Beer, snacks and cars: How a 20% Mexico tariff could cost US shoppers

If a proposal floated by President Trump to impose a 20% tariff on Mexican imports goes into effect, American consumers may have to pay more for products ranging from Toyotas to vegetables to beer.

Mexico is currently U.S.’s third largest partner in the trade of goods, according to the U.S. Trade Representative and Trump has raised the idea of the new tax as a possible way to finance a wall that would straddle the border separating the two countries.

“The irony of putting a tariff on Mexican goods is that, to the extent it raises consumer prices in the U.S., consumers will be paying for the wall, not Mexican producers,’ while a stronger dollar could minimize the pain U.S. shoppers feel, says William Gale, co-director of the Tax Policy Center.

The office of the Trade Representative says that Mexico sent $295 billion worth of goods across the U.S. border in 2015. That year, U.S. imports from its southern neighbor peaked at $316.4 b on the over all. In contrast noting a total value of $267.2 billion is the Mexican-bound exports from the U.S.

Including hundreds of thousands of Chevrolet and Ram trucks, as well as Volkswagens, Fords, Hondas, Nissans and other brands that are assembled in Mexican factories, the biggest import are cars, with the U.S. spending $74 billion in 2015.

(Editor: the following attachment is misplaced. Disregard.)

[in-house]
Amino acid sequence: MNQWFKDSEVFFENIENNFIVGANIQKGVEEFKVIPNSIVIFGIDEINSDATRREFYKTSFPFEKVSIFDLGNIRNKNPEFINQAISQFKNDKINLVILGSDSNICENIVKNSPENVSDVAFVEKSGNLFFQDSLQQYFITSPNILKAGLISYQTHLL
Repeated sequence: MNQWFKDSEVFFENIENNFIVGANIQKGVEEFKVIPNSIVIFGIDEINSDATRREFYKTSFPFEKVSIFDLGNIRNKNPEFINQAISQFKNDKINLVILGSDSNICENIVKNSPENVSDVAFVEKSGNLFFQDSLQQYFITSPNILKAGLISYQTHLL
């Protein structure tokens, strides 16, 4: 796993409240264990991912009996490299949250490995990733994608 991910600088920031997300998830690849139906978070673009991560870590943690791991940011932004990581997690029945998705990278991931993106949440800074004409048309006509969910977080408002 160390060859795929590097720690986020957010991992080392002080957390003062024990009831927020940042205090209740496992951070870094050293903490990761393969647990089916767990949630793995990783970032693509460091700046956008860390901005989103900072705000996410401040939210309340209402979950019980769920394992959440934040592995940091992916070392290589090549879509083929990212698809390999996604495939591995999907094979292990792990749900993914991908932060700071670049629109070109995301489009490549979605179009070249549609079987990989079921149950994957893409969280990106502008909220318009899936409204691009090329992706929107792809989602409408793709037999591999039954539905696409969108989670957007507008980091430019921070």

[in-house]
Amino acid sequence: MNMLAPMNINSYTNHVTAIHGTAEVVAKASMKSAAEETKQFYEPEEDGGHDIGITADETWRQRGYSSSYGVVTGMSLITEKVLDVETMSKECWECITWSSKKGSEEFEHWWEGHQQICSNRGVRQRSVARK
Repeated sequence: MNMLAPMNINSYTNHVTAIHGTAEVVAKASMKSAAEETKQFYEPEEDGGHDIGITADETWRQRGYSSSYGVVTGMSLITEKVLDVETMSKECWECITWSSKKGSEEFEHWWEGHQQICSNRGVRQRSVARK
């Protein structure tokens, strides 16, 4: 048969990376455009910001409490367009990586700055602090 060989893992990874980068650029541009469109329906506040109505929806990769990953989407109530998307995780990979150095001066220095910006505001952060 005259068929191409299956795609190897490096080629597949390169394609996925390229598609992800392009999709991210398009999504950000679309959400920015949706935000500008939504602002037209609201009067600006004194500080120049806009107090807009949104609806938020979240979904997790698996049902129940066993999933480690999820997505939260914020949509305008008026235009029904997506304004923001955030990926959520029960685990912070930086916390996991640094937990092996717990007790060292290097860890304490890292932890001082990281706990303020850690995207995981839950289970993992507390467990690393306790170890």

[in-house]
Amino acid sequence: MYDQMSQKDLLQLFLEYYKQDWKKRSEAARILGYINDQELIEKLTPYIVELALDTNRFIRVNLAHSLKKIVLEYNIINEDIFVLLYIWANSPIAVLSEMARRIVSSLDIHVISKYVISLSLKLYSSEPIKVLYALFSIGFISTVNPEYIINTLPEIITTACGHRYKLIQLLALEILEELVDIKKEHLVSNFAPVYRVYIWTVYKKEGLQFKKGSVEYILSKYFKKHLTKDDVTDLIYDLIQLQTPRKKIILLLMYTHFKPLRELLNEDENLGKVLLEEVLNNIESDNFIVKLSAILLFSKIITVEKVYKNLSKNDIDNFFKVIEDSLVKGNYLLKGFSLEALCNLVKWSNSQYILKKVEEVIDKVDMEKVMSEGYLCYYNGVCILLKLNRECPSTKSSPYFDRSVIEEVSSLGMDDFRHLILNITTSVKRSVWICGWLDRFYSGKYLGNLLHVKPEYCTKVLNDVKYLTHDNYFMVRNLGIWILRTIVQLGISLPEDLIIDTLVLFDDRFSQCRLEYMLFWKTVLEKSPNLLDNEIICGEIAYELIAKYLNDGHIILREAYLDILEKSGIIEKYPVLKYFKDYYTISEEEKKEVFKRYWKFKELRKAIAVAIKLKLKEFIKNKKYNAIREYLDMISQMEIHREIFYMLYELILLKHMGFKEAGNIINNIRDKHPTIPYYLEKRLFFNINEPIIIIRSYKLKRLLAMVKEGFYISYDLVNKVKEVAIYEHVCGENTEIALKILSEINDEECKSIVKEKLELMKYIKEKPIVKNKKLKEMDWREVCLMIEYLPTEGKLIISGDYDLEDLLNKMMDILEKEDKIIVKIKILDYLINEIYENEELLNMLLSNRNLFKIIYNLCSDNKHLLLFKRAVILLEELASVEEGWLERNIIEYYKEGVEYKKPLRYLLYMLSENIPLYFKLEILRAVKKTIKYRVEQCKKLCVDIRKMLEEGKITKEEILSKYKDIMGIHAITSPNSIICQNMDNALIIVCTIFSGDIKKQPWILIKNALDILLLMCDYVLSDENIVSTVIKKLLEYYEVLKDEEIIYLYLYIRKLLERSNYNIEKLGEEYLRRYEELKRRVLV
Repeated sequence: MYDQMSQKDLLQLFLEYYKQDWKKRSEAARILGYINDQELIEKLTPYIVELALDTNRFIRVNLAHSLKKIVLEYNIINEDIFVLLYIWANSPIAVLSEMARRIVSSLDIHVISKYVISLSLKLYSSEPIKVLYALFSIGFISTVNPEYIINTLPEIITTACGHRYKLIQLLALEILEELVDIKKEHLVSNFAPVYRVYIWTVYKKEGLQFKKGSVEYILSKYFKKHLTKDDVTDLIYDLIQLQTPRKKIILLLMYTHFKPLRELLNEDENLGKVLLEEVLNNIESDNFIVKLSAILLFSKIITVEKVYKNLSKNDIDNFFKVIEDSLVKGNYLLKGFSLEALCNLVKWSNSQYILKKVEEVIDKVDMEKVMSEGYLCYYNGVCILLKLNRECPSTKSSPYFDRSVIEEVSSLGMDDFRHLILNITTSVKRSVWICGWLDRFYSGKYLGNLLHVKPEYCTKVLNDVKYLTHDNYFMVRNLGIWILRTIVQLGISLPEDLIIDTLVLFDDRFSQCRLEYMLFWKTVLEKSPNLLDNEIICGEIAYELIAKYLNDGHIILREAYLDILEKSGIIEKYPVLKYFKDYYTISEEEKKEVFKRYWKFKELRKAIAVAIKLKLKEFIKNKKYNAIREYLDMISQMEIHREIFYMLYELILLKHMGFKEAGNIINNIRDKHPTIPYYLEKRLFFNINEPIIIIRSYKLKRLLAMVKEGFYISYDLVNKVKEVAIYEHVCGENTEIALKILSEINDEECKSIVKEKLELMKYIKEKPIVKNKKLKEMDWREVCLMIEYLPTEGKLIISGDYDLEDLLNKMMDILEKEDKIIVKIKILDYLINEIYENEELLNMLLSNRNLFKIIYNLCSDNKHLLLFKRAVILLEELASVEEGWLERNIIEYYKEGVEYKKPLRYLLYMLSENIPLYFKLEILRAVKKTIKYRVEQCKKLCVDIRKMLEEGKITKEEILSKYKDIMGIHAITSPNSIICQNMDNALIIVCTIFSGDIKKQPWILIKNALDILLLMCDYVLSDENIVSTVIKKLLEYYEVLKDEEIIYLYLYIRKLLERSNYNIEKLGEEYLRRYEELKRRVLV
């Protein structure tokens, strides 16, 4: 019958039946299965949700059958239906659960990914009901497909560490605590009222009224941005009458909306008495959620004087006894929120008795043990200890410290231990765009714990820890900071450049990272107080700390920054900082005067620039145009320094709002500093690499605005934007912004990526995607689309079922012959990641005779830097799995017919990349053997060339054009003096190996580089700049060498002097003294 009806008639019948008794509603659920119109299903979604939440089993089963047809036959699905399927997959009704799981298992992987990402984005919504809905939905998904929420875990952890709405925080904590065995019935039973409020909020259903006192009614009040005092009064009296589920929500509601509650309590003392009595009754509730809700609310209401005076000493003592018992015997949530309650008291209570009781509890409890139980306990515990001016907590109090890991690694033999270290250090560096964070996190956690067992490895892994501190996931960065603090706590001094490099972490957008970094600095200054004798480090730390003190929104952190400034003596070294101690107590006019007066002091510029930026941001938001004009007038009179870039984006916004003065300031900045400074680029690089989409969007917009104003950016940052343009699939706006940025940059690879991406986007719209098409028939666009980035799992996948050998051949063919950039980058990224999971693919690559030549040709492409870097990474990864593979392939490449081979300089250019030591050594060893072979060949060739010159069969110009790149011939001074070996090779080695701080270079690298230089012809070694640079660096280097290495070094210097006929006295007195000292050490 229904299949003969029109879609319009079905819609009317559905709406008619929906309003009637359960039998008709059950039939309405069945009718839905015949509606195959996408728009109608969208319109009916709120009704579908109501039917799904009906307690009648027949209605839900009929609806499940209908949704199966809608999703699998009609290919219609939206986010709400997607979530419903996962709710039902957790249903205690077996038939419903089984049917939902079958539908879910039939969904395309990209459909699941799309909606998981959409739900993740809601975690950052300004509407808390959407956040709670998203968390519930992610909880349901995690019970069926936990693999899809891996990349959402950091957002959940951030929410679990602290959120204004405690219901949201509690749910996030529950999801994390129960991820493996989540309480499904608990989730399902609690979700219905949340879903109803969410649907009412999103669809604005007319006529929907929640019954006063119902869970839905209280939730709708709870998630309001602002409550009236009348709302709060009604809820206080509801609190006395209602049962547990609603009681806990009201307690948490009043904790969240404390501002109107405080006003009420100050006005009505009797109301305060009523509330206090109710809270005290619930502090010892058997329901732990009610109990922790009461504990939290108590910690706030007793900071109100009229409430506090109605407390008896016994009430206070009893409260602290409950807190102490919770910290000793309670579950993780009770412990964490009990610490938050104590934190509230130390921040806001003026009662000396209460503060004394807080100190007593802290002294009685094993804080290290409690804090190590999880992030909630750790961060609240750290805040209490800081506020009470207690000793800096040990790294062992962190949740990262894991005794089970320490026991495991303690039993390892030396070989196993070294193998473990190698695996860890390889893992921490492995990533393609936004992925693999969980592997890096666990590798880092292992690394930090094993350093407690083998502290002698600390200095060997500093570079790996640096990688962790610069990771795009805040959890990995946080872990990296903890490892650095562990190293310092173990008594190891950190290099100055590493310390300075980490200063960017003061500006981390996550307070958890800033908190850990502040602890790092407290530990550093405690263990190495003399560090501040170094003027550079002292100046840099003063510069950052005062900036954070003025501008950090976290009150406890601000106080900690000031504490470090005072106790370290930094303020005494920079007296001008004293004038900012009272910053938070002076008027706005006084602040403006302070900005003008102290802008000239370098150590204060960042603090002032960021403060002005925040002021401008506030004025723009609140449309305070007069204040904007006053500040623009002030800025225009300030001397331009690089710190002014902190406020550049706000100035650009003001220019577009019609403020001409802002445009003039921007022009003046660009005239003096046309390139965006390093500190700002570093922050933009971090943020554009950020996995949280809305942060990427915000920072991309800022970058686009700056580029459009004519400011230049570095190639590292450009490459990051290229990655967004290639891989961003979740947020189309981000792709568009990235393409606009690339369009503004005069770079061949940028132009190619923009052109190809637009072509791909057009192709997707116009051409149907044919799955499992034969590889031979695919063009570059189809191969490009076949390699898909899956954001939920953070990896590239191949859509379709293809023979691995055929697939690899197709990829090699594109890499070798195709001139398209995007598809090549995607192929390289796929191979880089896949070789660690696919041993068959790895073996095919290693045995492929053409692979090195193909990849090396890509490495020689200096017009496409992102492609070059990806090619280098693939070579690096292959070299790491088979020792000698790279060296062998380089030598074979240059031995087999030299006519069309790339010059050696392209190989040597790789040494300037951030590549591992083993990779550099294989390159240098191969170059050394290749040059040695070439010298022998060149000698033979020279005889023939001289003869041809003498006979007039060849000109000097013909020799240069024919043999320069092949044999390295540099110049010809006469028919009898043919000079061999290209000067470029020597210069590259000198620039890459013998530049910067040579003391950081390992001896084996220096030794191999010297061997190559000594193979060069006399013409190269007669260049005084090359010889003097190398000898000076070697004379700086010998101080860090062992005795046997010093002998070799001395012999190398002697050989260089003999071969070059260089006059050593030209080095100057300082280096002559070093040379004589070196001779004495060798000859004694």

But there are many other products that are imported by the U.S. from Mexico apart from cars. Machinery, medical instruments, and mineral fuels are among the other key categories imported. With imports amounting to $21 billion in 2015, Mexico is also the U.S.’s second-biggest provider of agricultural products.

“It is very troubling for world food and agricultural markets for Administration spokespersons to bandy about terms like a 20% tax on all imports from Mexico or other countries,” Tom Stenzel, President and CEO of the United Fresh Produce Association said in a statement.

“Consider the impact on American consumers of a 20% hike in the cost of foods such as bananas, mangoes and other products that we simply cannot grow in the United States. Consider also what other countries would do to block U.S. exports in retaliation. As the Administration looks to incentivize manufacturing jobs in the U.S., we urge President Trump to consider the unique nature of food and not place a new food tax on American consumers.”

According to the office of the Trade Representative, fresh vegetables purchased from Mexico totaled $4.8 billion in 2015. Processed fruit and vegetables peaked at $1.4 billion two years ago and snack food imports totaled $1.7 billion, while wine and beer $2.7 billion.

A tariff would not only “disrupt Texas commerce with our most important trading partner, but it would raise consumer prices by 20% on many goods, like so much of the fresh produce upon which we rely at this time of year’, said representative Lloyd Doggett, D-Texas.

In order to tap into a skilled labor force and Mexico’s multitude of trade deals with countries across the globe, in addition to the lure of low wages, automakers have flocked across the border.

Services from Mexico in transportation, travel, technology and other industries have been made use of by the U.S. Noting roughly 191% more than what was spent on imported services in 1993, before NAFTA and 11% more than the year before, such imports amounted to roughly $21.6 billion in 2015.

(Adapted from CNBC)


Categories: Economy & Finance

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